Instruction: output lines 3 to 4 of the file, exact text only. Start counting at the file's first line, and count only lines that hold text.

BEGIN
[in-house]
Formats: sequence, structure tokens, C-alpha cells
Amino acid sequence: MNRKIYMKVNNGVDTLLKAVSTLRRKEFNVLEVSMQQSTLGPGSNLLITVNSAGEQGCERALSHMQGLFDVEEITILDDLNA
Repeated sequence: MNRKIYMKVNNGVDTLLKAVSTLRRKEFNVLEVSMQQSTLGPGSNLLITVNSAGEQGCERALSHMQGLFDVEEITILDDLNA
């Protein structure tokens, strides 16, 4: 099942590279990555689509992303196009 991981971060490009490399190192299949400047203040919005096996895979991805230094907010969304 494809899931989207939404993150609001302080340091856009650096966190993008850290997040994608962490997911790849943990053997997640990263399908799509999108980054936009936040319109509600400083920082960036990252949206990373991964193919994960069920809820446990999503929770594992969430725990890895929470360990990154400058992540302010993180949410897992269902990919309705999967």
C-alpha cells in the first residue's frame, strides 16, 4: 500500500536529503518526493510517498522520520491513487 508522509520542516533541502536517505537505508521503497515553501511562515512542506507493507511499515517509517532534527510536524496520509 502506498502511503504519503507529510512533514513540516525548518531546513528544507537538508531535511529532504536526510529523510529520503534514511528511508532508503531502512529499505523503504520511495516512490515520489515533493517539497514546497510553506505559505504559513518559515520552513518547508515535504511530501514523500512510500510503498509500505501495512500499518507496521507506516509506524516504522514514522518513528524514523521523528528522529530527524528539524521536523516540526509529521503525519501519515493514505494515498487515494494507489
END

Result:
Amino acid sequence: MNRKIYMKVNNGVDTLLKAVSTLRRKEFNVLEVSMQQSTLGPGSNLLITVNSAGEQGCERALSHMQGLFDVEEITILDDLNA
Repeated sequence: MNRKIYMKVNNGVDTLLKAVSTLRRKEFNVLEVSMQQSTLGPGSNLLITVNSAGEQGCERALSHMQGLFDVEEITILDDLNA